Networks Expected To Bid As Much As $600 Million For Thursday Night Football

By on December 21, 2015 in ArticlesSports News

Fans and players can complain all they want about NFL commissioner Roger Goodell, but he's not going anywhere, anytime soon. That is, as long as Goodell keeps finding ways to increase the league's revenue. Should negotiations for the rights to Thursday Night Football go as some expect, the league could soon be adding another $300 million to its coffers.

The league started broadcasting games on Thursday nights in 2006, but only a handful at the end of the season. In 2012, the NFL Network began to broadcast the games, starting with Week Two. It wasn't until 2014, that CBS began broadcasting eight of these games along with the NFL Network after paying $275 million for the rights.

It was a one-year deal with a league option for a second year, with an escalator for the 2015 season that increased the price to $300 million.

(Photo by Grant Halverson/Getty Images)

(Photo by Grant Halverson/Getty Images)

The NFL recently announced that is ready to accept bids for the rights to broadcast Thursday night games for the next two years (one year deal with a league option). Like CBS, the winner will be in charge of producing all 16 games, but will only broadcast eight of them (the other eight will be seen exclusively on the NFL Network).

If some experts are right, the deal could end up being worth as much as $600 million a year. Bids are expected to start at $300 million with CBS, Fox, NBC, and Turner all expected to turn in an offer. CBS will likely have a leg up on the competition, since they have been broadcasting the games for the last two years, but rumor has it that NBC Universal CEO, Steve Burke, really wants the games.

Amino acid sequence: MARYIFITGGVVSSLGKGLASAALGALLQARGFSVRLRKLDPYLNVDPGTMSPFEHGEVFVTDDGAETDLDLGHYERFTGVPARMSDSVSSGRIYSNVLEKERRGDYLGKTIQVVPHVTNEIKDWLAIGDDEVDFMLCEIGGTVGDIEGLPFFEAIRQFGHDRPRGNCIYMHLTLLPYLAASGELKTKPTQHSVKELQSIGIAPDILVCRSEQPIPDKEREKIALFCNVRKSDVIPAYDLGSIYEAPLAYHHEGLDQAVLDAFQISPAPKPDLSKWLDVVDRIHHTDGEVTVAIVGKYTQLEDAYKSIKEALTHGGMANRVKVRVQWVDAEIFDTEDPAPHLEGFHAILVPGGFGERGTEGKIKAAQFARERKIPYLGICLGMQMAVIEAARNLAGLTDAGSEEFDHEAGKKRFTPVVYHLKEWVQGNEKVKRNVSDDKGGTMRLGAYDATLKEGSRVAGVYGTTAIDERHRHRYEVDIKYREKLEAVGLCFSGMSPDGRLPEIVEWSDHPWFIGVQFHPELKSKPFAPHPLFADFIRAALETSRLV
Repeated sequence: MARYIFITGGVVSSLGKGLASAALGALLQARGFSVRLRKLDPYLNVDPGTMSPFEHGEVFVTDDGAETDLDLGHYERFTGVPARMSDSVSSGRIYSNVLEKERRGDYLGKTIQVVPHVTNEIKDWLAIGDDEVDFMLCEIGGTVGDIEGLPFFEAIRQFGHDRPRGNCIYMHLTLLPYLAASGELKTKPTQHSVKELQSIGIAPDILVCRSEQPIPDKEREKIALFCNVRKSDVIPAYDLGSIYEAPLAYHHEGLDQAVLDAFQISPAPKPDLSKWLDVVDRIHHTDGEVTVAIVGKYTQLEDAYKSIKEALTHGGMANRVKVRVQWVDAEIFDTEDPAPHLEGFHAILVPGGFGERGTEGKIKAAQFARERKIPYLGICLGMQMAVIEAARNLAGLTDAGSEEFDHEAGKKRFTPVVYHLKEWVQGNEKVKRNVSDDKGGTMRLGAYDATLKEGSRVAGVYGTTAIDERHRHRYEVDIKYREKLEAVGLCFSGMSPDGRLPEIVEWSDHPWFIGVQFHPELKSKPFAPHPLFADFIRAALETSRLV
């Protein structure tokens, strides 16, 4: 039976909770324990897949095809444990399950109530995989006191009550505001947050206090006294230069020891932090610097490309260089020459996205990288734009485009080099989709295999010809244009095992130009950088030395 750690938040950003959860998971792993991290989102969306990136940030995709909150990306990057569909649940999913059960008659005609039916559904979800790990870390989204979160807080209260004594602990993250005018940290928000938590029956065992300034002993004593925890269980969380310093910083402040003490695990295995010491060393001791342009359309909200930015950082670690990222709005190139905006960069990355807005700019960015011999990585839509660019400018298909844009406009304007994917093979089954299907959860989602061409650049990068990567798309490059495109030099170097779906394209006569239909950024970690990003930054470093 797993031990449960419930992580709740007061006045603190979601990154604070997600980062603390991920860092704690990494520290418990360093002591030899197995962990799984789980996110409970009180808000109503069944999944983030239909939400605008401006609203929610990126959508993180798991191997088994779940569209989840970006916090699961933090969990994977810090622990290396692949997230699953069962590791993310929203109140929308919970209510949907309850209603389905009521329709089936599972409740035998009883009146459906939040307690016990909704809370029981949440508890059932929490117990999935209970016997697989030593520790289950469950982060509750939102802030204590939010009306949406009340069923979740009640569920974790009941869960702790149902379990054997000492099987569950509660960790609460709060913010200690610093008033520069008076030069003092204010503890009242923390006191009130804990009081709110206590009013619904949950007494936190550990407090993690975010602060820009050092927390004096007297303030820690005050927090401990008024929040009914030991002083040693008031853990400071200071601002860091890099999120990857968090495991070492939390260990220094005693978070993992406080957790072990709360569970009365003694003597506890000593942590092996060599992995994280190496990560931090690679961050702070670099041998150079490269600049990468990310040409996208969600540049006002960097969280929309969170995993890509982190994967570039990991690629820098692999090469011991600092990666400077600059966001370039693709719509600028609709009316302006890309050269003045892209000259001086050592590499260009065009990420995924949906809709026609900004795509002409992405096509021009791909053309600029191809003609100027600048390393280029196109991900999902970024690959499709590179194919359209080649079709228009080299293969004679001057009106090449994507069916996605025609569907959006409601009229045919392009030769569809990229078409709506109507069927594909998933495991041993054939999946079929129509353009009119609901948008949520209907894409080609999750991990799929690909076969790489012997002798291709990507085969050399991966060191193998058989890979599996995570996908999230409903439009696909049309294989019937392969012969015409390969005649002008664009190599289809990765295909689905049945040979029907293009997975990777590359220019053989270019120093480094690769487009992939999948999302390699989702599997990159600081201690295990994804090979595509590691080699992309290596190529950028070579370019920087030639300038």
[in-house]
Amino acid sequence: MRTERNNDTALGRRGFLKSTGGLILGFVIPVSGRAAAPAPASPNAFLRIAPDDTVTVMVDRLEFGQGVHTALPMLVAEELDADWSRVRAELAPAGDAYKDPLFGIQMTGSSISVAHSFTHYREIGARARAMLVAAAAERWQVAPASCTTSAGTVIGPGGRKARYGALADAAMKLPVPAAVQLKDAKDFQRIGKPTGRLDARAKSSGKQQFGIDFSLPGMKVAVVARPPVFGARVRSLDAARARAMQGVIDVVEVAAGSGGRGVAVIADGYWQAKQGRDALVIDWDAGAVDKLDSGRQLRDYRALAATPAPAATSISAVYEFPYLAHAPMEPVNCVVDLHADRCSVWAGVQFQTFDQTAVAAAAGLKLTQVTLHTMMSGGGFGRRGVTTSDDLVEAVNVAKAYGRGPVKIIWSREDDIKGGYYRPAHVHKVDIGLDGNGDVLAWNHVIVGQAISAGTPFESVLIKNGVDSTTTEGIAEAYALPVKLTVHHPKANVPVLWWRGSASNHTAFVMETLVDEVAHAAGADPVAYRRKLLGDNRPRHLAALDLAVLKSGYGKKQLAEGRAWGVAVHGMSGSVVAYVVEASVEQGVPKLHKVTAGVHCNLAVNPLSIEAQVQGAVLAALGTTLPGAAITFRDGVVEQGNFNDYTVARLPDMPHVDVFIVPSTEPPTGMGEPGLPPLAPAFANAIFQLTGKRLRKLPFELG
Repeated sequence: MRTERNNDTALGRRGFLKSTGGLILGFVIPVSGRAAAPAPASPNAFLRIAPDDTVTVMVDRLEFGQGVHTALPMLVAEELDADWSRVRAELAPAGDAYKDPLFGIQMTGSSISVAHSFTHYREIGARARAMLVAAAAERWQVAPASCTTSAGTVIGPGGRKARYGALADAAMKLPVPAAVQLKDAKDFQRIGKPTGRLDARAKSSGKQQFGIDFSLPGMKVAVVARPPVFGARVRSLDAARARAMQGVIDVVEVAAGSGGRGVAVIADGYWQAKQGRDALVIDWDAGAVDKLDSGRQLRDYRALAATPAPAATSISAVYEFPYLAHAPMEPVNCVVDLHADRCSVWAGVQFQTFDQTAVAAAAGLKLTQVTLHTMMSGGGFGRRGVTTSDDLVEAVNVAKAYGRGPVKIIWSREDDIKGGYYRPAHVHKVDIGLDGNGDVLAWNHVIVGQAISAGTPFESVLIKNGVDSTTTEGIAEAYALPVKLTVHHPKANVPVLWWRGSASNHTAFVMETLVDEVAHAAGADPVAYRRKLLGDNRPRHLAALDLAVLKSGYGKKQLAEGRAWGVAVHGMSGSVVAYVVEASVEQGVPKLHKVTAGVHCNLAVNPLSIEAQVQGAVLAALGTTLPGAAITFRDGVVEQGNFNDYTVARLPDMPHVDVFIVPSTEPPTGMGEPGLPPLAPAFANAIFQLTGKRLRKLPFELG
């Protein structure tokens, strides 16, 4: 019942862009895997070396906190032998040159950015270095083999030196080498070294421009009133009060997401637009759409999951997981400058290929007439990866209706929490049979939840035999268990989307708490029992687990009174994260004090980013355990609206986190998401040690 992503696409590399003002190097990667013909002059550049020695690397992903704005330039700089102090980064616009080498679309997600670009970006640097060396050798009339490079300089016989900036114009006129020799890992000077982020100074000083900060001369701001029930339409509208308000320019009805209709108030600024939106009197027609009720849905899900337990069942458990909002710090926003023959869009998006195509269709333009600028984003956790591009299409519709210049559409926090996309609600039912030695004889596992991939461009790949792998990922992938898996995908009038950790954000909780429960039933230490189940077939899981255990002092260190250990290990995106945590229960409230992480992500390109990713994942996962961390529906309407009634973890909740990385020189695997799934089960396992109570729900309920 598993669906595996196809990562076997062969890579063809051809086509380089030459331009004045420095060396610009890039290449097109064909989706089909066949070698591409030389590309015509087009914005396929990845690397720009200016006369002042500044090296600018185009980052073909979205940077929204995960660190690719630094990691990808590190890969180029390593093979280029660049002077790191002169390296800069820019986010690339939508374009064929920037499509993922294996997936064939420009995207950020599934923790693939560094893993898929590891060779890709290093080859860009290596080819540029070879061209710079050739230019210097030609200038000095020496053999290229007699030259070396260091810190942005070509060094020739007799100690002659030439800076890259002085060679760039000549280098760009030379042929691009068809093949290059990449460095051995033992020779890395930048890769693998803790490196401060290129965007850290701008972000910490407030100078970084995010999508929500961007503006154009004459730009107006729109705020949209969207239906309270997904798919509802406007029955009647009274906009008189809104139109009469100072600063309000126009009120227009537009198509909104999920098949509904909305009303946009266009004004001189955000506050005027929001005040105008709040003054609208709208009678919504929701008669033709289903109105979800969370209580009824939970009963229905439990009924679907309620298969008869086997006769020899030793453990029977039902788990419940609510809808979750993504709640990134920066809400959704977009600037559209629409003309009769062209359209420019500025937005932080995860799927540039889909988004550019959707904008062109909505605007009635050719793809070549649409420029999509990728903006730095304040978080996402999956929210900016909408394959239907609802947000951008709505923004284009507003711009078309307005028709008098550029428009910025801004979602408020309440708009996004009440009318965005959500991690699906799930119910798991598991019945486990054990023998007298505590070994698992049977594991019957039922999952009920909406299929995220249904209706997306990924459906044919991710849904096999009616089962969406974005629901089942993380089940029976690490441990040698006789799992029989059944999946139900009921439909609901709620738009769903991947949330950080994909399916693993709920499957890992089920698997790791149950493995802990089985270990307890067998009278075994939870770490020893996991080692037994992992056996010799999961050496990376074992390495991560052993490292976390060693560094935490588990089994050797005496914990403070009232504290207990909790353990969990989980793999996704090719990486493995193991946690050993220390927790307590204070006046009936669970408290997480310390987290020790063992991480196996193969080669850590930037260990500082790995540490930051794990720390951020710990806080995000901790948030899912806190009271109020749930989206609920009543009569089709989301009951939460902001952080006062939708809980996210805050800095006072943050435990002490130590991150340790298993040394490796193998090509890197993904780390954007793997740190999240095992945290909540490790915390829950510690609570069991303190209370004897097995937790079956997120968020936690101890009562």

NBC Sports has a history of being rather aggressive in the pursuit of packages it wants. Last year, the network locked up the rights for the next six Olympics, for $7.75 billion.

Along with proposals for Thursday night, the league may also be looking to package global digital right to its international series, and possibly Thursday night as well. The league received $20 million from Yahoo! for the October 25 game between the Buffalo Bills and Jacksonville Jaguars in London. The game received 15.2 million unique views.

Unlike the deal with Yahoo!, these games would not be exclusive, and would broadcast on television as well.

The players have not hidden their disdain for Thursday night games, but with money to be made, there is no way the league will be getting rid of them any time soon.

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